A vaccine that induces protective levels of pp65 CTL has the potential to be of therapeutic benefit to HCT recipients by limiting CMV viremia or disease . Our strategy is to provide sufficient CMV immunity to HCT recipients by vaccinating their immunocompetent donors [18–20]. Studies have shown that by immunizing the donor pre-HCT, it is possible to transfer vaccine-specific immunity to the recipient [20–23].
We and others have identified a repertoire of CTL epitopes within the pp65 protein that can expand human pp65-specific memory CTLs in vitro [6–8, 24]. The pp65495-503 epitope, which is restricted to the high-frequency HLA A*0201 allele, has been extensively characterized [6–8]. Use of the pp65495-503 CTL epitope is conserved with limited sequence variation among viral isolates [7, 24, 25]. Using HLA-restricted CTL epitopes to develop a noninfectious subunit CMV vaccine would eliminate the safety concerns for HCT recipients of live-attenuated CMV or recombinant live viral vaccines, while avoiding the many CMV-encoded products involved in immune evasion [10, 26, 27].
Covalently linking pp65 CTL and T-helper (TH) epitope by solid-phase synthesis dramatically enhanced the immunogenicity of candidate epitope vaccines . In HLA A2 transgenic (Tg) mice, 2 candidate vaccine peptides containing the HLA A*0201 pp65495-503 CD8+ T-cell epitope fused to universal TH epitopes (either the synthetic Pan DR epitope [PADRE] or a natural Tetanus sequence) showed favorable immunogenicity profiles [29, 30]. CpGDNA further augmented their activity, providing a means to lower vaccine dosage [28, 31].
The phase 1b trial described here was designed to evaluate safety and immunogenicity of PADRE and Tetanus pp65495-503 candidate vaccines in healthy volunteers expressing the HLA A*0201 major histocompatibility complex class I allele sequence. Our results in healthy volunteers pave the way for future trials in HCT donors for the purpose of transferring CMV immunity to their recipients.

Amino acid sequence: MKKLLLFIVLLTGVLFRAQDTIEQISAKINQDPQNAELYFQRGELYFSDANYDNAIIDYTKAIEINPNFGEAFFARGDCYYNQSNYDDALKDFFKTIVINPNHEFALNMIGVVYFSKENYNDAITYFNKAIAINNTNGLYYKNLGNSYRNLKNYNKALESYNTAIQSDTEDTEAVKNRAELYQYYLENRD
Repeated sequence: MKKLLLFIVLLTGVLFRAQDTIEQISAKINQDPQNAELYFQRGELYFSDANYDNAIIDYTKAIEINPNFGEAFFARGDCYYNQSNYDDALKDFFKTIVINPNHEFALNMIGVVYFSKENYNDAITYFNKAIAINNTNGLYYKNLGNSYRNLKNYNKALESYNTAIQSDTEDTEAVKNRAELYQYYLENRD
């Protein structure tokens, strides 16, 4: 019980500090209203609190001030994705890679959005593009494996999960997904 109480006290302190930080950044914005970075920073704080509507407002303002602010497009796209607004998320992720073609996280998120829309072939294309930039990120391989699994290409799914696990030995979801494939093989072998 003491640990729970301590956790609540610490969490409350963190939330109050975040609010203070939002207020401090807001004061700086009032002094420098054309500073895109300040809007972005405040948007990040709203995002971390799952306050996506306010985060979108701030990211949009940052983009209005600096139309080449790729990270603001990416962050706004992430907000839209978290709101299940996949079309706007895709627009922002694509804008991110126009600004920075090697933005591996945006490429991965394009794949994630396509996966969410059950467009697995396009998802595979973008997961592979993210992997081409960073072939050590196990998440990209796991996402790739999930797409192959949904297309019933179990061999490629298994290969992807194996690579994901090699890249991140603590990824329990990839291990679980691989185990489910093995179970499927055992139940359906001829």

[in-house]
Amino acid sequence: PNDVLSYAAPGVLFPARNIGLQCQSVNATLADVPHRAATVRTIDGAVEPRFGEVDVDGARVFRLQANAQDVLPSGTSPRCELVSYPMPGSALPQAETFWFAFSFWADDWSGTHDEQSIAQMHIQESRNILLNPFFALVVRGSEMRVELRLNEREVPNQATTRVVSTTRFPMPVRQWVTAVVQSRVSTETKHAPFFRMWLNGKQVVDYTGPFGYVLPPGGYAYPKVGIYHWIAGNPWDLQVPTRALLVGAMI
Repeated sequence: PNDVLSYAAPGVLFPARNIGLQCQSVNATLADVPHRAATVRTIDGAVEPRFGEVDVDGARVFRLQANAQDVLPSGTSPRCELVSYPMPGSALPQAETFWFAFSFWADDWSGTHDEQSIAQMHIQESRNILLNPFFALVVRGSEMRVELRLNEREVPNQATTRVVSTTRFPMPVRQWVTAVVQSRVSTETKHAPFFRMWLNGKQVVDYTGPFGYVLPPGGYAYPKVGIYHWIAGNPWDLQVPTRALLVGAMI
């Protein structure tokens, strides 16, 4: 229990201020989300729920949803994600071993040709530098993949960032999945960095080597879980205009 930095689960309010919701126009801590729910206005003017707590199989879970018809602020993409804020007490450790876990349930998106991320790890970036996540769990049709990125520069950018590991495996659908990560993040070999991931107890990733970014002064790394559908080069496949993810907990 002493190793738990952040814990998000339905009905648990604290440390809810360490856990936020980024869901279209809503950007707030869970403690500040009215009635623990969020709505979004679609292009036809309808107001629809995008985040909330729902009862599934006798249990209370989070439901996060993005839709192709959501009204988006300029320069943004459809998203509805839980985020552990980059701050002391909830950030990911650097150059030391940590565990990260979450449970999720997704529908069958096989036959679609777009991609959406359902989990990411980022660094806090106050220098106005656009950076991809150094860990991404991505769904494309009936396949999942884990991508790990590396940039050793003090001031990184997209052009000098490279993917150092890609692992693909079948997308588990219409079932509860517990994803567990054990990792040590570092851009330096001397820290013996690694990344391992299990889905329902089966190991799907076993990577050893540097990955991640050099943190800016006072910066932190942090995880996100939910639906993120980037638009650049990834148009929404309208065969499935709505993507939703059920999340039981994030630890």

The National Cancer Institute (NCI)–sponsored Rapid Access to Interventional Development program contracted with Bachem for current good manufacturing practices (cGMP)–grade production of the peptide vaccines. Each peptide vaccine consists of the same HLA A*0201–specific CTL epitope (NLVPMVATV)  fused with a non-CMV-specific TH cell epitope that is recognized by many HLA-DR alleles. PADRE is the TH epitope (AKXVAAWTLKAAA, X = cyclohexylalanine ) in the PADRE-CMV (NSC-721433) and the Tetanus toxin P2 epitope (tt830-843:QYIKANSKFIGITE ) in the Tetanus (Tet)-CMV vaccine (NSC-721434) (Figure 1A). PF03512676 (10 mg/mL; CpGDNA adjuvant, known also as CpG 7909 and CpG 2006), a synthetic single-stranded phosphorothioate DNA-containing CpG motifs , was supplied by Pfizer and is classified as an investigational agent. A preclinical toxicology study was carried out in rats. The final report revealed little to no toxicity of the peptides at all investigated dosages (data not shown; from the Southern Research Institute, protocol no. 11200.11.01). The GMP vaccine products were also evaluated in HLA A*0201 HHDII Tg mice, and potency results were confirmed (Figure 1B) [28, 33].